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You may never have heard of geocaching, which is a really great excuse for an outdoor adventure with your child. It's a bit like Pokémon Go, but it's been around longer (since the year 2000) and is more respectful of the environment and nature. It can make a great shared hobby. It's important to always accompany your child in this adventure.
Geocaching is a kind of treasure hunt - cache is a French word that means hidden treasure - that has spread to nearly every country in the world. One person hides a weather proof box which contains a log book and other small items (the treasure) that can be swopped. They then put the details of the geocache and its satellite location online so that other people can find it. Geocaches get hidden in amazing places, so it's challenging and satisfying to find one. Watch this video for a quick introduction to geocaching.
Ideally you need a GPS device. GPS stands for Global Positioning System. It works out an exact location, by using satellites that orbit the earth. The location is expressed as a number that tells you how far east/west and north/south you are (latitude and longtitude). If you don't have access to a GPS receiver, you can go geocaching using a free app on your smartphone. Download one for android phones here, or for an iphone here. However, this won't be as safe or accurate as a GPS in finding geocaches in more remote areas. Read this for more tips about geocaching with kids, and here are Geocaching Ireland's guidelines.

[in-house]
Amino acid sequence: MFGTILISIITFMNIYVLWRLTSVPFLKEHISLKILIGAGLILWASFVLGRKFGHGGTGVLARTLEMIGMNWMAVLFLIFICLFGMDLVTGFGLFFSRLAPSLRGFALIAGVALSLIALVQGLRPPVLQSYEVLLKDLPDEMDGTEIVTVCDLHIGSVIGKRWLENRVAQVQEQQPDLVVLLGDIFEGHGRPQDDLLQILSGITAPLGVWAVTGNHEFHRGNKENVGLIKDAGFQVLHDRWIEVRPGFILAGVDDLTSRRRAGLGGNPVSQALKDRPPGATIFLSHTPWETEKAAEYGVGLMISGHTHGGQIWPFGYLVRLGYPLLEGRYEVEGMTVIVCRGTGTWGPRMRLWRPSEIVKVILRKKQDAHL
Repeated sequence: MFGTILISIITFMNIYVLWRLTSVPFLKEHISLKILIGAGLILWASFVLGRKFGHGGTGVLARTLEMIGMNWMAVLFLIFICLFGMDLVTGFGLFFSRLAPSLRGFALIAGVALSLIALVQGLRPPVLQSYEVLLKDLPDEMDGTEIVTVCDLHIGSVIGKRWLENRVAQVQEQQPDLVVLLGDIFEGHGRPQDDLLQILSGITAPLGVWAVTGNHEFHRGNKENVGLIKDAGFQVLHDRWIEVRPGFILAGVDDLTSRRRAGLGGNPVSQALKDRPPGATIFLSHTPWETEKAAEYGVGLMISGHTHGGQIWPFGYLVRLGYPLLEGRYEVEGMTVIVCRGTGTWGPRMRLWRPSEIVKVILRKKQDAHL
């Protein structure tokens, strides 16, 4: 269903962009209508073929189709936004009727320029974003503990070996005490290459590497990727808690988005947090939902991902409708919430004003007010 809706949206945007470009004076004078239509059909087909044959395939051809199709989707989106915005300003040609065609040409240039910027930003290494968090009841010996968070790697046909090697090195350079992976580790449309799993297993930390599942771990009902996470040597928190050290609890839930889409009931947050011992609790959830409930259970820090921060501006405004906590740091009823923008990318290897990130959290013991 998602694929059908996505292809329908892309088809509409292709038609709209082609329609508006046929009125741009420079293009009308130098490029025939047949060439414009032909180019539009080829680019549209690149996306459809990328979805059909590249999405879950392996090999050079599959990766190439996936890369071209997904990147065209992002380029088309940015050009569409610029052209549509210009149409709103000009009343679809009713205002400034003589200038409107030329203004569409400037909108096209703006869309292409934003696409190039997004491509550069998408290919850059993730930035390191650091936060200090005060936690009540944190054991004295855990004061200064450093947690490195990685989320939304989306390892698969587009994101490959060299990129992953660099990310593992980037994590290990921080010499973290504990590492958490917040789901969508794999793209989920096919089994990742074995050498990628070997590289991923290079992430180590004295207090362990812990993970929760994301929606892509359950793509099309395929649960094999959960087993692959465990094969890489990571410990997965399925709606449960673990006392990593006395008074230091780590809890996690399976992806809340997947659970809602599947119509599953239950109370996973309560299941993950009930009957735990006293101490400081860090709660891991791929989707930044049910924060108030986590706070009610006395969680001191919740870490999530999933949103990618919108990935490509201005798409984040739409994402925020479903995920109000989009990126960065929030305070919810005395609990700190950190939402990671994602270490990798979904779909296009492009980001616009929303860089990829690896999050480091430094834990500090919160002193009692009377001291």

Maths makes sense to children when they use it in everyday life - like measuring things, working out distances, estimating food for dinner or money for groceries. The more opportunities you give your child to use the maths they learn at school through everyday activities the more they will understand and enjoy working with numbers.
Discuss maths that you see around you. For example, talk about sales in shops – half price, 25% off, what is good value? Or how much will the item cost after the discount?
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